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Public companies must update controls against cyberfraud, SEC report says

Public companies not doing enough to prevent cyber-related fraud activity are also at risk of being investigated by the Securities and Exchange Commission, the agency warned in an investigative report issued Tuesday.

"While the cyber-related threats posed to issuers' assets are relatively new, the expectation that issuers will have sufficient internal accounting controls and that those controls will be reviewed and updated as circumstances warrant is not," the report said.

The report is based on the SEC enforcement division's investigations of nine public companies that lost nearly $100 million to cyberfraud practices called "business email compromises," where perpetrators posed as company executives or vendors and used emails to dupe company personnel into sending large sums.

The companies, each of which had securities listed on a national stock exchange, covered numerous sectors including technology, machinery, real estate, energy, financial and consumer goods. Each company lost at least $1 million, two lost more than $30 million, and one lost more than $45 million to the fraudulent practices, which in some instances lasted months and were detected only after intervention by law enforcement or other third parties.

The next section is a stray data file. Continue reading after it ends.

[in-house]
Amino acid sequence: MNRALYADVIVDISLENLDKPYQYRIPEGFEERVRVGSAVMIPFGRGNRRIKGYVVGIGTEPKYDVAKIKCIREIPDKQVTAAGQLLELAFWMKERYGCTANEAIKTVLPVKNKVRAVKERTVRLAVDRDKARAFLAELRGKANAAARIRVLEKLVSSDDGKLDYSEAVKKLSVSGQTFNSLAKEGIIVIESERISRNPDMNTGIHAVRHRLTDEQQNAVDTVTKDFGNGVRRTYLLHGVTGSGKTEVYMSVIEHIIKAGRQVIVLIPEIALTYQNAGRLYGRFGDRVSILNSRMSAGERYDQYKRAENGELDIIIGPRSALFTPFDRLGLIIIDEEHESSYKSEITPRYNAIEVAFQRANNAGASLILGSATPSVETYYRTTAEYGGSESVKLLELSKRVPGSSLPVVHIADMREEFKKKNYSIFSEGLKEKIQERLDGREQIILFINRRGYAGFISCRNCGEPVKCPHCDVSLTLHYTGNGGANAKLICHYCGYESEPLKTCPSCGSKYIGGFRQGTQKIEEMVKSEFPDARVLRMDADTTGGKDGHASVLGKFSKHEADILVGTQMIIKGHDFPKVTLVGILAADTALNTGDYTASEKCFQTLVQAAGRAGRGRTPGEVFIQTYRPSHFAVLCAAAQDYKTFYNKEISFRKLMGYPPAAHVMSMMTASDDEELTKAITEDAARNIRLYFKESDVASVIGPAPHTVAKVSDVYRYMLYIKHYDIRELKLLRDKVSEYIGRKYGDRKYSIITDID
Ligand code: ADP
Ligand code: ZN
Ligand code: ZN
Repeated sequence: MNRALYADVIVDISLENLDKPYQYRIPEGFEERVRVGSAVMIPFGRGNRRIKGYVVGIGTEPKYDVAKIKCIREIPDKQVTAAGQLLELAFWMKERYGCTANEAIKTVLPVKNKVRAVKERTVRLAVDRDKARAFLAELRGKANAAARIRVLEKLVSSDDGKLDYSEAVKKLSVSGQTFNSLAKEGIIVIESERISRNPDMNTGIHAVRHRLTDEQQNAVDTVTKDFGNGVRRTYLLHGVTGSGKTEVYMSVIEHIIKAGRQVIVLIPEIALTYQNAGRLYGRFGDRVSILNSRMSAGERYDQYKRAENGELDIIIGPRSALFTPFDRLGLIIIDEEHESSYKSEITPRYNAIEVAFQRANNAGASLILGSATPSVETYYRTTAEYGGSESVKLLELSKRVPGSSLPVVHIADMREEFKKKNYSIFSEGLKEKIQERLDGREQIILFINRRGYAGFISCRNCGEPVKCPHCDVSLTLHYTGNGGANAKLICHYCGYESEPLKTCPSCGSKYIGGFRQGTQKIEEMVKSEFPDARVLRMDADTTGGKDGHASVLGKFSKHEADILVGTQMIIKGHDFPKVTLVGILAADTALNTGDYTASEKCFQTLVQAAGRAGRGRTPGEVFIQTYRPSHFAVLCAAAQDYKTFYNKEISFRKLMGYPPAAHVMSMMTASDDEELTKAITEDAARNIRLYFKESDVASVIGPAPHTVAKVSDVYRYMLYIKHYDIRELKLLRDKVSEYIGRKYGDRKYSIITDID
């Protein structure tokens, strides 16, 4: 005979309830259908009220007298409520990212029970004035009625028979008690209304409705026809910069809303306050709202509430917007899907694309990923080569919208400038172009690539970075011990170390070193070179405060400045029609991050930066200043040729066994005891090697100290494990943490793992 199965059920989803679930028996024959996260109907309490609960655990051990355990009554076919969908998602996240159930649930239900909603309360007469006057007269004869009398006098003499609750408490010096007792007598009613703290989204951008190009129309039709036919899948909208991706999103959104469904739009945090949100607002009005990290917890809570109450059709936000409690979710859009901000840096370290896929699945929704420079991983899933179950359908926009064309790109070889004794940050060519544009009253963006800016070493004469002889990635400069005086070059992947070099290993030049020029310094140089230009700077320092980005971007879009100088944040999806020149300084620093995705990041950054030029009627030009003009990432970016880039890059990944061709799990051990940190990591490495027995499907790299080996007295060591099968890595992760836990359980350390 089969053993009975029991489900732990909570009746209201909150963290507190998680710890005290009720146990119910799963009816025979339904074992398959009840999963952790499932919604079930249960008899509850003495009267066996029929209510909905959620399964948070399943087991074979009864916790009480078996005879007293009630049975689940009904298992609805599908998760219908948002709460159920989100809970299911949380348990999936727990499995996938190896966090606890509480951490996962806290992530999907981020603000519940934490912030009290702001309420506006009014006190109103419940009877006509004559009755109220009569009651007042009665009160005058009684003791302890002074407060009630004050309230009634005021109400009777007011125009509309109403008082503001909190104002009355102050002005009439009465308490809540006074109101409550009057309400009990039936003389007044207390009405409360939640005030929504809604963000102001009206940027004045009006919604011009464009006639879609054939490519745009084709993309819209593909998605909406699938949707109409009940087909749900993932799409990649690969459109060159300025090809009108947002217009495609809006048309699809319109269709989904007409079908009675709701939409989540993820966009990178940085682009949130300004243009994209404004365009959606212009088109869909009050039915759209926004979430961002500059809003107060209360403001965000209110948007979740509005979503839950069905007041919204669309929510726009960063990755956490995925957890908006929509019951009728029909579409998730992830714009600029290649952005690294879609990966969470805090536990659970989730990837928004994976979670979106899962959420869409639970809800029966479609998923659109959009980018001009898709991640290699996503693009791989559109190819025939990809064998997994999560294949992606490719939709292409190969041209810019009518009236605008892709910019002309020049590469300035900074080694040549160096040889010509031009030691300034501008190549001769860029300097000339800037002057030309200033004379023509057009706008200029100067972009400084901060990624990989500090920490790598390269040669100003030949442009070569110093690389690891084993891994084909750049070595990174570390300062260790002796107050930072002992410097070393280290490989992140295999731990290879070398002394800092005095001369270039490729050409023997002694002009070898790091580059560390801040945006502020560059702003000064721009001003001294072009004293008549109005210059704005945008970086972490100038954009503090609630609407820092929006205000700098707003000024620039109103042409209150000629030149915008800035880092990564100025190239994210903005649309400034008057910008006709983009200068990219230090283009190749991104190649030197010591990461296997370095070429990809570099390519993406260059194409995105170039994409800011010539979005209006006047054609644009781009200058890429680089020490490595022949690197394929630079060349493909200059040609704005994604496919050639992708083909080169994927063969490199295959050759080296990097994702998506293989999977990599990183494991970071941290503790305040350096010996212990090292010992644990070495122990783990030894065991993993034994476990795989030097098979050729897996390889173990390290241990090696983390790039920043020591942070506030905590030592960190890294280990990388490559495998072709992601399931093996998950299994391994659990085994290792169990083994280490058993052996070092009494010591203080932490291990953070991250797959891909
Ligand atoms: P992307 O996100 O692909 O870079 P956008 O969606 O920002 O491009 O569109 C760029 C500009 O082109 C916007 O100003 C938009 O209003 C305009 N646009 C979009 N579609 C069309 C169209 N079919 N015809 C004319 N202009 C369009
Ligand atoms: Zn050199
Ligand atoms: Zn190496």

No charges were brought against the companies or their personnel, but enforcement division co-director Stephanie Avakian said the report emphasizes that all public companies have obligations to maintain sufficient internal accounting controls. Section 13(b)(2)(B) of the Securities Exchange Act of 1934 requires those controls to be calibrated to the current risk environment.

"Investors rely on our public issuers to put in place, monitor, and update internal accounting controls that appropriately address these threats," SEC Chairman Jay Clayton said in a statement.

According to the report, spoofed or manipulated electronic communications are an increasingly pervasive problem, particularly for companies that engage in transactions with foreign customers or suppliers. The FBI estimated that "business email compromises" have caused more than $5 billion in losses since 2013, and a record $675 million in cyber-facilitated crime losses in 2017.